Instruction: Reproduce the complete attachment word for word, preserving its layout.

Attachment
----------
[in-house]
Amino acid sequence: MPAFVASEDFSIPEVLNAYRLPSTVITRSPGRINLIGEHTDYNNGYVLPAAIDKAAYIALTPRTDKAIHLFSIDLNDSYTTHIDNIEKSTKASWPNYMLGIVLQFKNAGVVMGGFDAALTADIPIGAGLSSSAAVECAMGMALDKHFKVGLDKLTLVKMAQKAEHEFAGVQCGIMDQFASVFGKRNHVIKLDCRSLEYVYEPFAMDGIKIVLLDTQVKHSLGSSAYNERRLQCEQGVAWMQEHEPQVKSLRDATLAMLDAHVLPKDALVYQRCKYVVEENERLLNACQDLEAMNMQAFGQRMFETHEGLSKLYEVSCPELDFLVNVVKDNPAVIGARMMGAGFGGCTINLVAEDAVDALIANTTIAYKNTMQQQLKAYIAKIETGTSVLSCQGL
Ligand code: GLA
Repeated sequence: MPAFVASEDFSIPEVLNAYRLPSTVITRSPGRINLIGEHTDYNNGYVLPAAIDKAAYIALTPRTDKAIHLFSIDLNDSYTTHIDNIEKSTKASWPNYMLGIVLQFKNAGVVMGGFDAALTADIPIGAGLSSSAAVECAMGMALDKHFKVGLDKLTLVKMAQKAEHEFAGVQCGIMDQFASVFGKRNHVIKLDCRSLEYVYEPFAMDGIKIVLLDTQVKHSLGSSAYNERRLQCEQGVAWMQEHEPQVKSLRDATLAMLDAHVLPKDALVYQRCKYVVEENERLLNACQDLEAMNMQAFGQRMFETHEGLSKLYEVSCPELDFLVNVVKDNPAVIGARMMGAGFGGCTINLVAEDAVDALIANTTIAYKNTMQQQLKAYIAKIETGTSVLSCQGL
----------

[in-house]
Amino acid sequence: MPAFVASEDFSIPEVLNAYRLPSTVITRSPGRINLIGEHTDYNNGYVLPAAIDKAAYIALTPRTDKAIHLFSIDLNDSYTTHIDNIEKSTKASWPNYMLGIVLQFKNAGVVMGGFDAALTADIPIGAGLSSSAAVECAMGMALDKHFKVGLDKLTLVKMAQKAEHEFAGVQCGIMDQFASVFGKRNHVIKLDCRSLEYVYEPFAMDGIKIVLLDTQVKHSLGSSAYNERRLQCEQGVAWMQEHEPQVKSLRDATLAMLDAHVLPKDALVYQRCKYVVEENERLLNACQDLEAMNMQAFGQRMFETHEGLSKLYEVSCPELDFLVNVVKDNPAVIGARMMGAGFGGCTINLVAEDAVDALIANTTIAYKNTMQQQLKAYIAKIETGTSVLSCQGL
Ligand code: GLA
Repeated sequence: MPAFVASEDFSIPEVLNAYRLPSTVITRSPGRINLIGEHTDYNNGYVLPAAIDKAAYIALTPRTDKAIHLFSIDLNDSYTTHIDNIEKSTKASWPNYMLGIVLQFKNAGVVMGGFDAALTADIPIGAGLSSSAAVECAMGMALDKHFKVGLDKLTLVKMAQKAEHEFAGVQCGIMDQFASVFGKRNHVIKLDCRSLEYVYEPFAMDGIKIVLLDTQVKHSLGSSAYNERRLQCEQGVAWMQEHEPQVKSLRDATLAMLDAHVLPKDALVYQRCKYVVEENERLLNACQDLEAMNMQAFGQRMFETHEGLSKLYEVSCPELDFLVNVVKDNPAVIGARMMGAGFGGCTINLVAEDAVDALIANTTIAYKNTMQQQLKAYIAKIETGTSVLSCQGL